Wednesday, May 18, 2005

Restaurant 21: Arthur Bryant's (Kansas City, Missouri)

RESTAURANT: Arthur Bryant’s Barbeque
LOCATION: 1727 Brooklyn Ave. Kansas City, Missouri
DATE: May 14, 2005
FOOD: Mixed Meat Sandwich of Pork & Sausage, side of French Fries, Pickles
BEVERAGE: Pitcher of Boulevard Pale Ale (Kansas City based brew)
PRICE: $15.00

The smell of meat, thick as quality barbeque sauce permeates the air. Men flash knives and brisk smiles as they slice and sweat behind the glass partition separating creator from customer. Massive racks of ribs, half chickens, vats of sauce clutter an already hectic kitchen. A line of people, nearly extending out the door, wait patiently to order, their feet shuffling over sticky linoleum floors. Eclectic in composition, these people of diverse backgrounds inspect walls crammed with photographs and press clippings, all pulled here by the same lure. Outside, bright sunshine illuminates an otherwise neglected Kansas City neighborhood, the affluence of former patrons like Steven Spielberg and Sally Fields forgotten amidst abandoned lots of overgrown weeds and cracked sidewalks.

Arthur Bryant’s is as much an institution of Kansas City as the Chiefs or the memory of the Negro-league Monarchs. Founded in the early 1920s, Arthur Bryant’s has been delighting customers from all over the world ever since. Lauded by many magazines as the “best barbeque in the United States”, the original Arthur Bryant’s remains an unassuming and humble establishment, with cheap red seats and iron bars across the door. Entering the restaurant, it’s quickly apparent that this is the environment in which great barbeque thrives.

In a city where debates about the best barbeque are as heated as a Washington filibuster argument, Arthur Bryant’s has maintained its reputation despite competition from the likes of Gates and LC’s. Kansas City barbeque has a ketchup base, a stark contrast to the mustard blends of the Carolinas. Perhaps the sauce is the best place to begin any evaluation of a barbeque restaurant. Arthur Bryant’s is luxuriously thick, tangy, but burning with a soft fire of spice that leaves the tongue humming. Unlike the watery pretenders purchased in stores, it’s quickly apparent that this sauce has barely been strained (if it has at all), the component of thick, sweet molasses obvious in every licked finger and ruined paper napkin.

The procedure to order at Arthur Bryant’s is part of the restaurant’s attraction. The options are limited: sandwich or just barbeque; three selections of sides: fries, beans and coleslaw. Extra sauce? Pickles? The main decision is what meat (or meats) to have. The take-out orders are rolled in maroon butcher paper, fries and meat compressed in a heap of flavors. This isn’t Blue Smoke. One thing Arthur Bryant’s lacks is any sign of pretension.

The sandwiches come with Carnegie Deli sized piles of meat. It is a vegan’s nightmare, a carnivore’s utopia (Libby, overwhelmed by the smells and sights of meat couldn’t even go through the line and had to find a table in back while Steph and I ordered). My selection, the two meat combo of pulled pork and sausage was beyond words. The sausage was robust, but without the heat of Italian sausage, like gyro meat or doner kebab. The pork managed to be even tenderer than Dinosaur’s, pliable enough to be served in a retirement home cafeteria and fatty like moist spare ribs. Food done by experts is always the best.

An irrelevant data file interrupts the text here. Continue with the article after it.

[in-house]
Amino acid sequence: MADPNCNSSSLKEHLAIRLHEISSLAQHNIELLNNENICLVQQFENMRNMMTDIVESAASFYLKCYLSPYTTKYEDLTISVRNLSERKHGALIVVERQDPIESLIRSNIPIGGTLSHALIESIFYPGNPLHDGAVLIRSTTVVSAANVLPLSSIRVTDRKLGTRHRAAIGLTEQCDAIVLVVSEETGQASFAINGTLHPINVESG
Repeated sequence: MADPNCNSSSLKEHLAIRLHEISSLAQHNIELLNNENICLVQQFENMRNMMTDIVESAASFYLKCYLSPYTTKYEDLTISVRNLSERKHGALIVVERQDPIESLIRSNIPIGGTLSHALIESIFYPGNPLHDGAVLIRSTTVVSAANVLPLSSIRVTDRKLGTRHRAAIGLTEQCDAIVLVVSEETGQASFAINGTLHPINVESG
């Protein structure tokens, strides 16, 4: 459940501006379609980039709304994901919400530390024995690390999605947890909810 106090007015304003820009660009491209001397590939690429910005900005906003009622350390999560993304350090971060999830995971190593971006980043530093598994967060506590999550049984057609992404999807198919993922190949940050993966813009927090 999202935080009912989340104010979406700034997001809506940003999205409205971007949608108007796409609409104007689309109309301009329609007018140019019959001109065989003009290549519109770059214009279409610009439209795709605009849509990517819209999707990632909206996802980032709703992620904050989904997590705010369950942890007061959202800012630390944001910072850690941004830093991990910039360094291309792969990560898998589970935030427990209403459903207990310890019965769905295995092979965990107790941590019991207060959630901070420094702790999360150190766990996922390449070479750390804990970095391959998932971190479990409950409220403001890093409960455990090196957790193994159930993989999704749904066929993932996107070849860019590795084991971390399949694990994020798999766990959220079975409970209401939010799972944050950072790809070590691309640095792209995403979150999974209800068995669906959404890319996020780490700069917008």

The health food fad has clearly passed Arthur Bryant’s, as all sandwiches come served on plain Wonder Bread, loafs of which are stacked behind the glass ordering divider. They are the perfect bread for this meat, used to absorb juice and oil and as a convenient way to handle the sandwich, rather than to add any flavor. The meat has hints of sauce, but hasn’t been drowned in it. Coupled with the salty fries and the surprisingly tasty Kansas City brewed Boulevard Pale Ale, Arthur Bryant’s left me in a state no other barbeque has ever been able to. Stuffed, we were put into food comas that left us in a sleepy daze, lingering among the leftovers on our plates. I needed time to recover, but it was mostly because the barbeque had been so amazing and less because I was full. If this wasn’t the best Kansas City barbeque, I would love to be the taste tester to decide what was. Arthur Bryant’s alone is motivation enough to come back to the city.

Arthur Bryant’s has survived for a reason. By the door there hangs one of many testimonials from Arthur Bryant’s loyal customers. There is one particular that caught our attention. A photo shows a middle-aged man with his arms spread and radiating life. An attached letter informs the reader that he was the husband of the letter’s writer, and had died suddenly. Knowing him to be a life-long lover of Arthur Bryant’s, his widow asked the restaurant to keep her husband’s memory alive by hanging his photo. It is the first thing you see entering the restaurant and the last thing you see leaving. As mentioned earlier, this isn’t just barbeque, it’s a community institution.

RATING: 8.5/10

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